Newport CC & Wanumetonomy G&CC
| || |
Senior Division Final Results
By Paul Kenyon
NEWPORT _ If all goes as planned, this will be Brendan Lemp’s last season competing in Rhode Island Golf Association events. On Wednesday he provided another in a growing list of special memories in tourney play.
The Misquamicut star turned in a gritty 2-under-par 70 at Newport for a 36-hole total of 137 and a two-stroke victory over Jamie Lukowicz in the 17th annual Burke Memorial Championship. The graduate of Loyola-Maryland, who grew up in Connecticut, began the day on the lead and received major challenges from previous RIGA champions Lukowicz and Ryan Pelletier.
Lukowicz was tied with Lemp for the lead with two holes to go before finishing with bogeys on 17 (from over the green) and 18 (three-putt from above the hole) for a 70 and 139 total. Pelletier got into the hunt by going out in 3-under 33 before settling for a 70 and 140.
Lemp who plans to play the amateur circuit this summer and then turn pro, put on a nice display of playing under pressure the entire day in a battle for the lead.
``It’s a fun feeling,’’ he said. ``It was nice.’’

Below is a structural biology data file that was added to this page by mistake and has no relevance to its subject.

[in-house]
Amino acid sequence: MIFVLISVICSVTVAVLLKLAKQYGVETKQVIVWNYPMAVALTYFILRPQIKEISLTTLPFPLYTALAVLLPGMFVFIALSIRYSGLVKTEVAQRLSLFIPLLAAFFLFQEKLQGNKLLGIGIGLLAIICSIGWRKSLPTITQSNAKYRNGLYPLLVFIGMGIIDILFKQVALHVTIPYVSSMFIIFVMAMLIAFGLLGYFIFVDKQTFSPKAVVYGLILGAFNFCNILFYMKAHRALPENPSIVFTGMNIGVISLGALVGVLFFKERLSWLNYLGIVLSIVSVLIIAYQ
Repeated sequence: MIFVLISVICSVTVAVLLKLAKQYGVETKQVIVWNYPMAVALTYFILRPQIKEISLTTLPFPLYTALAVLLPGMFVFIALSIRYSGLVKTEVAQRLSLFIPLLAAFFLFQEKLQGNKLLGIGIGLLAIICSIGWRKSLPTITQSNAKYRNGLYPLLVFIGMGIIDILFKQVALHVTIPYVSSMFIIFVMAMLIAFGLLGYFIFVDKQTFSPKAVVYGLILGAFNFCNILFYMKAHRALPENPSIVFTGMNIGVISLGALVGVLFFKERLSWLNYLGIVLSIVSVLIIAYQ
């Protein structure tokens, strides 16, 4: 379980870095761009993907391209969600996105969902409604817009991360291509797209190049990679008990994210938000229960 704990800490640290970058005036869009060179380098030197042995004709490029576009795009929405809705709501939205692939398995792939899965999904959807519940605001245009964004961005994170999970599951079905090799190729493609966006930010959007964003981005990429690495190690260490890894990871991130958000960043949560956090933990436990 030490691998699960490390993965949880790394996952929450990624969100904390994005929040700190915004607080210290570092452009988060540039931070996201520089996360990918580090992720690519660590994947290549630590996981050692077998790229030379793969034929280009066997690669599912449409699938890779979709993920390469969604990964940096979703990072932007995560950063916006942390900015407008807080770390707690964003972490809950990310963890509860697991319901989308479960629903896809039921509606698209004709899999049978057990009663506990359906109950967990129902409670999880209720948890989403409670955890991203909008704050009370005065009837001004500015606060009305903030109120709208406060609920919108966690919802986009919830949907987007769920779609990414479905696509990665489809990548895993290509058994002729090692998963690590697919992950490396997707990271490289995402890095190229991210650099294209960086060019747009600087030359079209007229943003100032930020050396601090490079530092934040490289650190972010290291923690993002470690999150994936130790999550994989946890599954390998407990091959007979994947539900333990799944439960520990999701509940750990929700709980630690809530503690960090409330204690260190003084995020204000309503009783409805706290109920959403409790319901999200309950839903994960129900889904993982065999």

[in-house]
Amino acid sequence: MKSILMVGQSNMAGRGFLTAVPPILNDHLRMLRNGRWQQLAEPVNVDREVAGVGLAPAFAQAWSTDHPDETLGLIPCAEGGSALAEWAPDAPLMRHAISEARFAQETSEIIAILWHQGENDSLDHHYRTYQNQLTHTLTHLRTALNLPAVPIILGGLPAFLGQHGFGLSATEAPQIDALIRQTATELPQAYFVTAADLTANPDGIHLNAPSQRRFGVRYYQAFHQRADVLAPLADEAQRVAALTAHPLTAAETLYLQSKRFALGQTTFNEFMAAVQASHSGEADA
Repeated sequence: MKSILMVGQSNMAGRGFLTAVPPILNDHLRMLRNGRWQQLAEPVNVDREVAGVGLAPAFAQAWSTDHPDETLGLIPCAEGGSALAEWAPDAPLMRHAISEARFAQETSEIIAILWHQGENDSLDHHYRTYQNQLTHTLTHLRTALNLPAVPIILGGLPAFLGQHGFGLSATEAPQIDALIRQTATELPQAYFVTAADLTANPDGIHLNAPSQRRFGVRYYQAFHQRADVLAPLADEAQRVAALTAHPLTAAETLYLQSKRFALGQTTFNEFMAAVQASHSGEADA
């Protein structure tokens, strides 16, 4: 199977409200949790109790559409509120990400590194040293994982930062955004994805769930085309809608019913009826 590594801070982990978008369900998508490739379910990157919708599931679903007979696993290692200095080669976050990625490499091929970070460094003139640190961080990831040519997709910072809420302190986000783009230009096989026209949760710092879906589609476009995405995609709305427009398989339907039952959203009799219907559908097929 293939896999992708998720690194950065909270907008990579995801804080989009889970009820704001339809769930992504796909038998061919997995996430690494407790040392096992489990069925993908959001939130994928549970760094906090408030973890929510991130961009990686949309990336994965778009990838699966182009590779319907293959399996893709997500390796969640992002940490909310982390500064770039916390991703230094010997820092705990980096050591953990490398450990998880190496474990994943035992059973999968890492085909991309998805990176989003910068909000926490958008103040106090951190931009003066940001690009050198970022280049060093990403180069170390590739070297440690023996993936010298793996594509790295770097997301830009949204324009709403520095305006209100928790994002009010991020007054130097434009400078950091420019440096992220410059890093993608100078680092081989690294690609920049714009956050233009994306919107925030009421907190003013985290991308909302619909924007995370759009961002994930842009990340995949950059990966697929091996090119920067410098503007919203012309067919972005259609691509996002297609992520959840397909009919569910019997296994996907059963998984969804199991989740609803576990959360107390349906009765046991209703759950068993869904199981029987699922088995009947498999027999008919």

He did not play purely, but showed he can score.
``I was kind of all over the place on the front side, but the good thing is that you can do that here and still score,’’ he said.
Lemp’s performance brought back memories for RIGA officials. He first played in the RIGA Junior as an 11-year-old.
``I shot 133,’’ he said with a smile.
He kept at it, got better and better, to the point where he won the Juniors in his final year of eligibility in 2009 as a 17-year-old.
The Senior Division provided as much fun as the overall tournament championship. George Pirie and Paul Quigley, the two Hall of Famers who have competed with and against each other for nearly 50 years, going back to their days at URI, shared the title.
Pirie had a closing 72 for 145 and Quigley had the best score of the day, a 4-under 68, for his 145 total. The scores tied the two for sixth overall, although this latest chapter in their rivalry had an unusual twist.
The 70-year-old Quiqley had seven birdies on the day, including each of the first two and each of the last two, on the way to his 68. It marked the third time he has recorded a lower score than his age in RIGA competition.